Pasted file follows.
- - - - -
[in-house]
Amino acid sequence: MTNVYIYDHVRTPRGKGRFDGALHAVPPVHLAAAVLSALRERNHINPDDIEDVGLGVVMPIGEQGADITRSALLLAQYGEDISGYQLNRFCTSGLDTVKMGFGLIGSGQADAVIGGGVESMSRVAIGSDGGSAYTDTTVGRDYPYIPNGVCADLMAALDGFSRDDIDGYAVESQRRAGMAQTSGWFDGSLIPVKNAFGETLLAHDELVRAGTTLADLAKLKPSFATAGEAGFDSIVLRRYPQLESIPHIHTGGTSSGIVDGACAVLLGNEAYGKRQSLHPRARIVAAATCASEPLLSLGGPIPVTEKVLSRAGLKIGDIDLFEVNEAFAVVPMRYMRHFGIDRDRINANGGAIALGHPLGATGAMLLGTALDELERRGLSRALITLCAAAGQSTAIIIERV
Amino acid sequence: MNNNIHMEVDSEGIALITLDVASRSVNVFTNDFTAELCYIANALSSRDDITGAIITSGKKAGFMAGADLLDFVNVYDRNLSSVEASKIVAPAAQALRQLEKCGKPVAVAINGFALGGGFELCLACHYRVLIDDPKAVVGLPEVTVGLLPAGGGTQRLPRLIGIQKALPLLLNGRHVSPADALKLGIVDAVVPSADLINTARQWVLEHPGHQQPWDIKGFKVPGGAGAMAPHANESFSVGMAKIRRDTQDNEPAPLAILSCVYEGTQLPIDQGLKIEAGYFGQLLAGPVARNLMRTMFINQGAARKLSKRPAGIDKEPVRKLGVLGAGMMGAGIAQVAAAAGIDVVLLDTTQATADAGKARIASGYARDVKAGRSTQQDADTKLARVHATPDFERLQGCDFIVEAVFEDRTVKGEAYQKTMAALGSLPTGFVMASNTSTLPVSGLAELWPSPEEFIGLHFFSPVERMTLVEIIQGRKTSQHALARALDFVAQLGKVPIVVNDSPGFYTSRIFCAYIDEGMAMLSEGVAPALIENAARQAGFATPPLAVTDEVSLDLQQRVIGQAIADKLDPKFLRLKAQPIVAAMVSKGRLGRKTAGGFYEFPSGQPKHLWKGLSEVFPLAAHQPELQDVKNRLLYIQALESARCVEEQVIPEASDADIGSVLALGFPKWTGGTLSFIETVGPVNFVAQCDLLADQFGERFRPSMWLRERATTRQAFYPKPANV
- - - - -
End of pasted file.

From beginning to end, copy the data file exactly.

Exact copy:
[in-house]
Amino acid sequence: MTNVYIYDHVRTPRGKGRFDGALHAVPPVHLAAAVLSALRERNHINPDDIEDVGLGVVMPIGEQGADITRSALLLAQYGEDISGYQLNRFCTSGLDTVKMGFGLIGSGQADAVIGGGVESMSRVAIGSDGGSAYTDTTVGRDYPYIPNGVCADLMAALDGFSRDDIDGYAVESQRRAGMAQTSGWFDGSLIPVKNAFGETLLAHDELVRAGTTLADLAKLKPSFATAGEAGFDSIVLRRYPQLESIPHIHTGGTSSGIVDGACAVLLGNEAYGKRQSLHPRARIVAAATCASEPLLSLGGPIPVTEKVLSRAGLKIGDIDLFEVNEAFAVVPMRYMRHFGIDRDRINANGGAIALGHPLGATGAMLLGTALDELERRGLSRALITLCAAAGQSTAIIIERV
Amino acid sequence: MNNNIHMEVDSEGIALITLDVASRSVNVFTNDFTAELCYIANALSSRDDITGAIITSGKKAGFMAGADLLDFVNVYDRNLSSVEASKIVAPAAQALRQLEKCGKPVAVAINGFALGGGFELCLACHYRVLIDDPKAVVGLPEVTVGLLPAGGGTQRLPRLIGIQKALPLLLNGRHVSPADALKLGIVDAVVPSADLINTARQWVLEHPGHQQPWDIKGFKVPGGAGAMAPHANESFSVGMAKIRRDTQDNEPAPLAILSCVYEGTQLPIDQGLKIEAGYFGQLLAGPVARNLMRTMFINQGAARKLSKRPAGIDKEPVRKLGVLGAGMMGAGIAQVAAAAGIDVVLLDTTQATADAGKARIASGYARDVKAGRSTQQDADTKLARVHATPDFERLQGCDFIVEAVFEDRTVKGEAYQKTMAALGSLPTGFVMASNTSTLPVSGLAELWPSPEEFIGLHFFSPVERMTLVEIIQGRKTSQHALARALDFVAQLGKVPIVVNDSPGFYTSRIFCAYIDEGMAMLSEGVAPALIENAARQAGFATPPLAVTDEVSLDLQQRVIGQAIADKLDPKFLRLKAQPIVAAMVSKGRLGRKTAGGFYEFPSGQPKHLWKGLSEVFPLAAHQPELQDVKNRLLYIQALESARCVEEQVIPEASDADIGSVLALGFPKWTGGTLSFIETVGPVNFVAQCDLLADQFGERFRPSMWLRERATTRQAFYPKPANV